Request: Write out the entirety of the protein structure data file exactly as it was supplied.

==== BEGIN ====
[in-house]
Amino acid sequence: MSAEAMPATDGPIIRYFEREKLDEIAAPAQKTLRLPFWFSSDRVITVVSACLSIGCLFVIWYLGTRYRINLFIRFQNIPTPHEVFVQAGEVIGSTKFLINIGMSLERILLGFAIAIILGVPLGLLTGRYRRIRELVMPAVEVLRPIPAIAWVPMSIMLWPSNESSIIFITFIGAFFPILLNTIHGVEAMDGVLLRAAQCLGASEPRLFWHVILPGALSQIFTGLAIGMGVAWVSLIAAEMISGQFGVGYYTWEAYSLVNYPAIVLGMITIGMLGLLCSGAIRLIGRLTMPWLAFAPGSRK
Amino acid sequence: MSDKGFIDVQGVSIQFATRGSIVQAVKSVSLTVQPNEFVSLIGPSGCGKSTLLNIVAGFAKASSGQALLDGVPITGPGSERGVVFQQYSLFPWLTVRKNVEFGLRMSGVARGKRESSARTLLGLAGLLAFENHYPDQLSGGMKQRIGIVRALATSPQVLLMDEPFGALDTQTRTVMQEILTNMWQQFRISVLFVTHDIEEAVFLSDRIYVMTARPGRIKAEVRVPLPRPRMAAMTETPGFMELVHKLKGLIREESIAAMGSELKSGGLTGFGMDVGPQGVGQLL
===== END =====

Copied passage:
[in-house]
Amino acid sequence: MSAEAMPATDGPIIRYFEREKLDEIAAPAQKTLRLPFWFSSDRVITVVSACLSIGCLFVIWYLGTRYRINLFIRFQNIPTPHEVFVQAGEVIGSTKFLINIGMSLERILLGFAIAIILGVPLGLLTGRYRRIRELVMPAVEVLRPIPAIAWVPMSIMLWPSNESSIIFITFIGAFFPILLNTIHGVEAMDGVLLRAAQCLGASEPRLFWHVILPGALSQIFTGLAIGMGVAWVSLIAAEMISGQFGVGYYTWEAYSLVNYPAIVLGMITIGMLGLLCSGAIRLIGRLTMPWLAFAPGSRK
Amino acid sequence: MSDKGFIDVQGVSIQFATRGSIVQAVKSVSLTVQPNEFVSLIGPSGCGKSTLLNIVAGFAKASSGQALLDGVPITGPGSERGVVFQQYSLFPWLTVRKNVEFGLRMSGVARGKRESSARTLLGLAGLLAFENHYPDQLSGGMKQRIGIVRALATSPQVLLMDEPFGALDTQTRTVMQEILTNMWQQFRISVLFVTHDIEEAVFLSDRIYVMTARPGRIKAEVRVPLPRPRMAAMTETPGFMELVHKLKGLIREESIAAMGSELKSGGLTGFGMDVGPQGVGQLL